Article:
SRS Sign, MOX Layoff, Number

The entrance to the Savannah River Site, a 310 square-mile complex.

Roughly one-third of the Mixed Oxide Fuel Fabrication Facility workforce will be let go of by early next year.

About 500 CB&I Project Services Group employees will be laid off as of Jan. 7, 2019, according to a November spreadsheet published by S.C. Works, a statewide employment agency and initiative.

An earlier internal bulletin sent by MOX Services President David Del Vecchio, and obtained by the Aiken Standard, stated those caught in the first wave of MOX layoffs would not leave the project until after the new year.

The first round of Worker Adjustment and Retraining Notification act notices — pink slips — were issued at the MOX project on Nov. 8. MOX employs approximately 1,700 people.

The WARN act is a labor law that requires major employers to notify staff of mass layoffs or plant closures ahead of time. WARN notices afford workers a 60-day heads up.

The MOX employee exit process will include collecting one's final paycheck and turning in one's badges, according to another Del Vecchio bulletin.

MOX, located at the Savannah River Site, was designed to transform weapons-grade plutonium into fuel for commercial nuclear reactors. On Oct. 10, the National Nuclear Security Administration, a semiautonomous U.S. Department of Energy agency, terminated the MOX project contract in full, effective immediately.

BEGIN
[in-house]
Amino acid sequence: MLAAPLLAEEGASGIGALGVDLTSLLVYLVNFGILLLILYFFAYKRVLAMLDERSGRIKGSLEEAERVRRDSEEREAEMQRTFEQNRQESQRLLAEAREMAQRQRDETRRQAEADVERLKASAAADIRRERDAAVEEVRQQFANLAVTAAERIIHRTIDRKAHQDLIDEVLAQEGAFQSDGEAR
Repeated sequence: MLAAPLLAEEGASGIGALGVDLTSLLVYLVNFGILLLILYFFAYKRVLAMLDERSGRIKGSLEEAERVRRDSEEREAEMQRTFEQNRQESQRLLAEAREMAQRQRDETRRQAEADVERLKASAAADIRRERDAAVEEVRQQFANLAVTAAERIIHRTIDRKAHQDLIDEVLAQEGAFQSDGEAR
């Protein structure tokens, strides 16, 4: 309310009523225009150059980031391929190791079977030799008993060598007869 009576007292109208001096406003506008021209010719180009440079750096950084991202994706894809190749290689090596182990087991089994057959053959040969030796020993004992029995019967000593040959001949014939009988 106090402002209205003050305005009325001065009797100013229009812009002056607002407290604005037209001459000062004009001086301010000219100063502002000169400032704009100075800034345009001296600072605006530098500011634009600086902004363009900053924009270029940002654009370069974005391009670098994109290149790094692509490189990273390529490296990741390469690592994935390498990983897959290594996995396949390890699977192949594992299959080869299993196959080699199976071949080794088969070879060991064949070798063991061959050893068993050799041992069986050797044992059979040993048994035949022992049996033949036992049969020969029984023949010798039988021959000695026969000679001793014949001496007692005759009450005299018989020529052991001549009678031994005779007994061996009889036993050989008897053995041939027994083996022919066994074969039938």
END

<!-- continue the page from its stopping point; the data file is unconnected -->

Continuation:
A termination notice — with attached shutdown expectations — was delivered to project contractors and guarantors that same day.

Last week's layoff bout is just the beginning: Del Vecchio has said WARN notices "will be issued on a rolling wave basis, and only to those impacted by each wave."

It is not clear when the next round of layoff notices will be pushed out.

The S.C. Works spreadsheet lists more than 20 other locations of mass layoffs this year. The MOX project is the only one specific to Aiken.

Prior inquires made to the NNSA about the MOX layoffs were redirected to project contractors.

Colin Demarest is the government and Savannah River Site reporter with the Aiken Standard. Follow him on Twitter: @demarest_colin